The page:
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What is a medical device?

A medical device is "an instrument, apparatus, implement, machine, contrivance, implant, in vitro reagent, or other similar or related article, including a component part, or accessory which is:

· recognized in the official National Formulary, or the United States Pharmacopoeia, or any supplement to them,

· intended for use in the diagnosis of disease or other conditions, or in the cure, mitigation, treatment, or prevention of disease, in man or other animals, or

· intended to affect the structure or any function of the body of man or other animals, and which does not achieve any of its primary intended purposes through chemical action within or on the body of man or other animals and which is not dependent upon being metabolized for the achievement of any of its primary intended purposes."  

Does FDA regulate medical devices?

Yes, FDA regulates a broad range of medical devices, including complicated, high-risk medical devices, like artificial hearts, and relatively simple, low-risk devices, like tongue depressors, as well as devices that fall somewhere in between, like sutures. FDA has authority to regulate medical devices before and after they reach the marketplace.

Do I need a prescription for a medical device?

Not all medical devices require a prescription; however, many medical devices do require a prescription (for example, contact lenses).

Who can write a prescription for a medical device?

Each state has laws and regulations that dictate who can write a prescription for a medical device in that state. FDA defers to the states on determining who can write a valid prescription.

What is the difference between FDA-listed, 510(k) exempt, cleared and approved medical devices?

FDA-listed medical devices: A medical device is FDA-listed if the firm that manufactures or distributes the medical device has successfully completed an online listing for the device through the FDA Unified Registration and Listing System (FURLS). (While manufacturers are the entities that typically list medical devices, they are not the only entities responsible for doing so.)

510(k) exempt medical devices: Medical devices that do not require FDA review before the devices are marketed are considered "510(k) exempt." These medical devices are mostly low-risk, Class I devices and some Class II devices that have been determined not to require a 510(k) (named for a section in the Food, Drug, and Cosmetic Act) to provide a reasonable assurance of safety and effectiveness.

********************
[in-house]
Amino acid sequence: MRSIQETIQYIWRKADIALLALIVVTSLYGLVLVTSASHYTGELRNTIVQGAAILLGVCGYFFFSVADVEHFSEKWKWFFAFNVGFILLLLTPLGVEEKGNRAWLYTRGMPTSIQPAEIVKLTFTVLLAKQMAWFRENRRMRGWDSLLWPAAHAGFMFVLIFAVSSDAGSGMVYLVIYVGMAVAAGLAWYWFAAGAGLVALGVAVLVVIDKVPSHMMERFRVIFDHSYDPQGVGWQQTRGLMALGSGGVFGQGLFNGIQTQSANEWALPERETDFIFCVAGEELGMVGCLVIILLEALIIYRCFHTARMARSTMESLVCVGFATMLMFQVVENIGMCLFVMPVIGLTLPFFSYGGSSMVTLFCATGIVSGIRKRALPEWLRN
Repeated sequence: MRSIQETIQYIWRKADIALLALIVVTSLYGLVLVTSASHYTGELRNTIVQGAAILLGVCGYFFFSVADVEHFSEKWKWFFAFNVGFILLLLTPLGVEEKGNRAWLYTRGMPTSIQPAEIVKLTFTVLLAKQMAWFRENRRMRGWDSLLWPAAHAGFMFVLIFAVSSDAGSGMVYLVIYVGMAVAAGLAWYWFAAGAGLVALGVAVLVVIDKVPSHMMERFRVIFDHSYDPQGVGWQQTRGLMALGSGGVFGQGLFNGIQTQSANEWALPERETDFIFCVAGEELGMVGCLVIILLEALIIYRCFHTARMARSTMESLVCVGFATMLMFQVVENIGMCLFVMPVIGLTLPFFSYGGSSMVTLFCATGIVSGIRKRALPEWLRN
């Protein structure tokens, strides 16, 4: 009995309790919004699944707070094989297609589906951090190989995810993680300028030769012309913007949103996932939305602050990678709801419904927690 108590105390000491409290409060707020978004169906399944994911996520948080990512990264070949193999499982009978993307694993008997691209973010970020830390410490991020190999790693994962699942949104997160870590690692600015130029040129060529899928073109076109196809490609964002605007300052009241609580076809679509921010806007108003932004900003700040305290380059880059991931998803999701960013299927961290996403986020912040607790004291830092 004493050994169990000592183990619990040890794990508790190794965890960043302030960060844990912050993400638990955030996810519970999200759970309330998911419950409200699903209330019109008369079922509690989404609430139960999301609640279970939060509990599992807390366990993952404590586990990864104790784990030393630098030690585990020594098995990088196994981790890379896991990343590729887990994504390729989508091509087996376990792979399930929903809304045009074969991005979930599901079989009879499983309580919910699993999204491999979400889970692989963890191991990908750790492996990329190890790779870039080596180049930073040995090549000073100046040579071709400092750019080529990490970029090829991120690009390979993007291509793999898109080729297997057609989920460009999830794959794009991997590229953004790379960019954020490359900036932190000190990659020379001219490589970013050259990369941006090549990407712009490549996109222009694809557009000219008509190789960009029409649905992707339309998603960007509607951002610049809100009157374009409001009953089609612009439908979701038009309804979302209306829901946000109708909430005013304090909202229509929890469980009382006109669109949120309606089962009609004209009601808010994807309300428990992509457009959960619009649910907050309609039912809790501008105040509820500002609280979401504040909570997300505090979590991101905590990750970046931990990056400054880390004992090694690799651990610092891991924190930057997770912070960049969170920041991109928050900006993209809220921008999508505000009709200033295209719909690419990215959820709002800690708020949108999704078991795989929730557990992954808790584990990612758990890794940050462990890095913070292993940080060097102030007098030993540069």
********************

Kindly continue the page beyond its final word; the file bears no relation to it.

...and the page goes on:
These devices are exempt from complying with premarket notification requirements subject to the limitations on exemptions; however, they are not exempt from certain general controls. For example, 510(k) exempt devices must

· be suitable for their intended use

· be adequately packaged and properly labeled

· have establishment registration and device listing forms on file with FDA

· be manufactured under a quality system (with the exception of a small number of class I devices that are subject only to complaint files and general recordkeeping requirements)

Cleared medical devices: These medical devices are ones that FDA has determined to be substantially equivalent to another legally marketed device. A premarket notification, referred to as a 510(k), must be submitted to FDA for clearance. A 510(k) is most often submitted by the medical device manufacturer.

Approved medical devices: Approved medical devices are those devices for which FDA has approved a premarket approval (PMA) application prior to marketing. This approval process is generally reserved for high-risk medical devices and involves a more rigorous premarket review than the 510(k) pathway.

Are medical devices regulated for non-medical reasons?

Yes, if the device is an electronic product that emits (or if unshielded, would emit) electronic product radiation. Manufacturers of such electronic products should be aware that certain radiation protection requirements and recommendations exist under 21 CFR Subchapter J - Radiological Health.

Medical devices are just a subset of electronic products that may have general regulatory provisions. Some electronic product manufacturers have specific performance, reporting, and recordkeeping standards that must be met before and after their electronic products enter into commerce. Examples of the types of electronic product radiations that are regulated include x-rays and other ionizing radiation, ultraviolet, visible, infrared, microwave, radio and low frequency radiation, coherent radiation produced by stimulated emission, and infrasonic, sonic, and ultrasonic vibrations.